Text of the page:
The main vapor-phase coating processes
Vapor deposition belongs to the so-called dry coating category. Their aim is to improve the properties of materials by functionalizing their surface to improve :
- Their aesthetic appearance: different possible colours such as black, grey, brown, light yellow to gold, with a matt or glossy appearance.
- Their mechanical properties: wear resistance, friction behaviour and hardness.
- Their corrosion resistance
- Their electrical properties: conduction, insulation.
- Their optical properties: reflection, transmission, radiation detection.
- Their biocompatibility
These types of processes are complementary to thermal spraying in the sense that they allow the production of so-called thin films with a thickness ranging from a few nanometres to a few tens of micrometres.
All vapor deposition systems use the injection of plasmagen gases (except in the case of evaporation) in addition to which reactive gases (N2, O2) or precursors can be used (the precursors are often hydrocarbons such as C2H2, CH4, C6H6, C7H8 or liquids carried by a carrier gas such as argon or TMA and TMS). In addition, these processes are mostly used under partial or high vacuum, although the use of certain sub-categories of these techniques tends to be developped at atmospheric pressure.
Two main categories can be distinguished within vapor deposition:
– CVD processes (Chemical Vapor Deposition).
– PVD processes (Physical Vapor Deposition)
These two technologies use three essential components:
- a source of material to be deposited (metallic or ceramic target and precursors containing the elements to be deposited)
- a part to be coated on which the deposit from the source will condense (after recombination or not)
- a medium in which the material transfer takes place (seat of the physical or chemical phenomenon involved).
These two coating methods differ greatly in many aspects. The obtaining of vapor in CVD is essentially of a chemical type, whereas in PVD coating it is essentially physical. (It is however possible to have both chemical and physical phenomena at the same time when using certain sub-categories of processes such as so-called reactive PVD or PECVD (Plasma Enhanced Chemical Vapor Deposition)).
In CVD, gaseous species will react after thermal decomposition in a homogeneous or heterogeneous phase to form a third body which will constitute the coating that will be chemically bonded to the substrate surface.
In the case of PVD, the material that will constitute the deposit is initially in the form of a massive part with a precise geometry (cylindrical, wire-like) called a target or in the form of balls, chips, etc. and of different possible types: metallic, alloys, ceramics (mainly carbide, nitride, carbonitride). This material is then bombarded by ions resulting from the implementation of a plasma or evaporated by heating (other means of sublimation of the material can be implemented) within the vacuum chamber. Thus, atoms are pulled out of the target following the bombardment or evaporated and come to be deposited on the surface of the part to be coated. This type of coating can be assimilated to a condensation phenomenon on the surface of the part to be coated.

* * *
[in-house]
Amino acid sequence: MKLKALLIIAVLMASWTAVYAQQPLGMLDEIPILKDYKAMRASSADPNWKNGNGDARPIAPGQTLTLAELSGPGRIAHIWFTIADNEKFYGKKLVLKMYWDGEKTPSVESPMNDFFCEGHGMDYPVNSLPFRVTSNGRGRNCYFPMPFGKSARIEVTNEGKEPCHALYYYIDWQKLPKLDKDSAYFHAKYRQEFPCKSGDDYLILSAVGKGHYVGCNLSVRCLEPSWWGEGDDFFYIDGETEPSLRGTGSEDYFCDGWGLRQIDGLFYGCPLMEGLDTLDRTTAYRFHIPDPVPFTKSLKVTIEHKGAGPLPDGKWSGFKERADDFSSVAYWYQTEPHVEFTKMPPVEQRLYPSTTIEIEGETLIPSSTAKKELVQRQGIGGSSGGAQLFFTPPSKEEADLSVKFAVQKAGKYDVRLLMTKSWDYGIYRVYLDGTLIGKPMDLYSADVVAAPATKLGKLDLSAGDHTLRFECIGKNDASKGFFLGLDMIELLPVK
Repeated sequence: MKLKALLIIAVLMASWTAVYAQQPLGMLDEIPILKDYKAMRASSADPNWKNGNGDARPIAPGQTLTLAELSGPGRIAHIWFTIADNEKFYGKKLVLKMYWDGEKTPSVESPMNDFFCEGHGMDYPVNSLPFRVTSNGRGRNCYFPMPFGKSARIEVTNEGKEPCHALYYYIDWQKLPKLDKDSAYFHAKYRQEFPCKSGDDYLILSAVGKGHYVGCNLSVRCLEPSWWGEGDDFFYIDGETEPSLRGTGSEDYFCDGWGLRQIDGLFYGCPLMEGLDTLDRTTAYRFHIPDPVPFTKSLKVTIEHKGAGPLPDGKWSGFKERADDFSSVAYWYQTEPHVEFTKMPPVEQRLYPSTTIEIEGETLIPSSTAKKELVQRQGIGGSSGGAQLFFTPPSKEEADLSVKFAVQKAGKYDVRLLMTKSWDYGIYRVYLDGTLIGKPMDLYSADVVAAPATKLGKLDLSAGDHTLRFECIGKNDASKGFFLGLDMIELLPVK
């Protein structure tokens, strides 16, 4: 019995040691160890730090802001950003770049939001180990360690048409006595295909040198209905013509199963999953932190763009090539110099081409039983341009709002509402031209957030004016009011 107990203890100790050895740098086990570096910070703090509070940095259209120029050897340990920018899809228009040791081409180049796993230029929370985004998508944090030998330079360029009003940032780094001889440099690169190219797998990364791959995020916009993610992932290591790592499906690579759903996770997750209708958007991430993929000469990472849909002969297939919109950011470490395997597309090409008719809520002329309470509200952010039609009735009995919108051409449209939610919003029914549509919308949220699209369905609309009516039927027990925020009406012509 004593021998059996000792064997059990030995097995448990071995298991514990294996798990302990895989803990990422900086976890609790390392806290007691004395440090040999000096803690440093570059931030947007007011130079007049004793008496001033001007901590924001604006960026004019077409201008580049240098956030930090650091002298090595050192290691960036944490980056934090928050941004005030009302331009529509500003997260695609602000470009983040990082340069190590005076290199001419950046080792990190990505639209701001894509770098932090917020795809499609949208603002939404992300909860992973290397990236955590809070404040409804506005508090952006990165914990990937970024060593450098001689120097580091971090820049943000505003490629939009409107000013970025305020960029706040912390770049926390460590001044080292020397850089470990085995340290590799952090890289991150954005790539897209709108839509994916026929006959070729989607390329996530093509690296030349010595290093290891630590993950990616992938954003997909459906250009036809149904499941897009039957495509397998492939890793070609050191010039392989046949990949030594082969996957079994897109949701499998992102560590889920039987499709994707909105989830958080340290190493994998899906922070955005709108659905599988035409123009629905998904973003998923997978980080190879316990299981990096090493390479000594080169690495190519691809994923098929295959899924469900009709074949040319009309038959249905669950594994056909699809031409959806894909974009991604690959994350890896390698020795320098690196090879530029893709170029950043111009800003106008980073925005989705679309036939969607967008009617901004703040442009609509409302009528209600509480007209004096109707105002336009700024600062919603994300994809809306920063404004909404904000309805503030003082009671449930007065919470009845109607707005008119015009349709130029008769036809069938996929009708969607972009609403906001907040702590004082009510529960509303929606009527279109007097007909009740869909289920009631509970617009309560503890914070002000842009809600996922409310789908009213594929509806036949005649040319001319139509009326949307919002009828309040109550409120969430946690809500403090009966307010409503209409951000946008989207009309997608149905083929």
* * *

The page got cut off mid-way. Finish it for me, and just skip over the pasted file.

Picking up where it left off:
For PECVD, the vapor of the species to be deposited is generated from gaseous precursors. A plasma is used to decompose the gas in order to generate chemically active species which participate in the formation of the film. The thermal energy required for a CVD reaction is replaced by the electronic energy of the plasma. This allows materials to be deposited by chemical reaction at moderate temperatures (from room temperature to 250 °C).
Surface preparation and masking
The parts to be coated are prepared in such a way as to ensure that the good adhesion of the coating : it is necessary to have a substrate that is free of all pollution (grease, atmospheric residues) and free of surface oxides.
Some applications require a specific surface finish. For this, parts are polished using a dedicated polishing machine according to specific ranges in the case of simple geometries (test parts in particular) or by mass finishing (obtaining a mirror polish) for parts with complex geometries.
Prior to deposition, the substrates are first cleaned with solvents (ethanol, acetone) or ultrasonic detergents with or without temperature. Then, a heating and stripping phase is generally used during the process to clean the various surfaces.
Masking processes can be developed using either specific adhesives for use under secondary vacuum and temperature or by making a specific substrate holder integrating masking zones. This allows certain areas requiring no coating to be spared.
The structure and properties of the coatings depend on the parameters used during the development phase, which are adapted according to the elements defined in the specifications, as well as the nature of the substrates.
The choice between the various processes is based on numerous criteria such as the composition and properties of the desired coating, the nature of the substrates used and the desired thicknesses.